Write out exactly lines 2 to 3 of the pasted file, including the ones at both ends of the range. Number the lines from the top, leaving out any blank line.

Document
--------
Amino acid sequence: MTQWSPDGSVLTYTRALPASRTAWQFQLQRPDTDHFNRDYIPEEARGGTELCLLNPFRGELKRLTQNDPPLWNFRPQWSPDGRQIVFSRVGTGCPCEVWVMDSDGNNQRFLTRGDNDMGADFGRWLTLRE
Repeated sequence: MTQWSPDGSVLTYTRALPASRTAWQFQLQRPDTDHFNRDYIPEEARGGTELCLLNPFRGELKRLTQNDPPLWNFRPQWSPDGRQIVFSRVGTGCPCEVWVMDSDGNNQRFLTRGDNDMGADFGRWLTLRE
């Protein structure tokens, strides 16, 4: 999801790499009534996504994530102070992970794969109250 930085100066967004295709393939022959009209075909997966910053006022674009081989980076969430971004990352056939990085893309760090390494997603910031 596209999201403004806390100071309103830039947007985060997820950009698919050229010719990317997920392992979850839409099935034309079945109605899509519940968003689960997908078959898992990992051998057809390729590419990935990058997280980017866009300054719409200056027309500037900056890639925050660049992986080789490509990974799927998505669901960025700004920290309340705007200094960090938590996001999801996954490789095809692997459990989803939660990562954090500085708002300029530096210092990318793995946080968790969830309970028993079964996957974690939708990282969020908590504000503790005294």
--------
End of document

Repeated sequence: MTQWSPDGSVLTYTRALPASRTAWQFQLQRPDTDHFNRDYIPEEARGGTELCLLNPFRGELKRLTQNDPPLWNFRPQWSPDGRQIVFSRVGTGCPCEVWVMDSDGNNQRFLTRGDNDMGADFGRWLTLRE
């Protein structure tokens, strides 16, 4: 999801790499009534996504994530102070992970794969109250 930085100066967004295709393939022959009209075909997966910053006022674009081989980076969430971004990352056939990085893309760090390494997603910031 596209999201403004806390100071309103830039947007985060997820950009698919050229010719990317997920392992979850839409099935034309079945109605899509519940968003689960997908078959898992990992051998057809390729590419990935990058997280980017866009300054719409200056027309500037900056890639925050660049992986080789490509990974799927998505669901960025700004920290309340705007200094960090938590996001999801996954490789095809692997459990989803939660990562954090500085708002300029530096210092990318793995946080968790969830309970028993079964996957974690939708990282969020908590504000503790005294």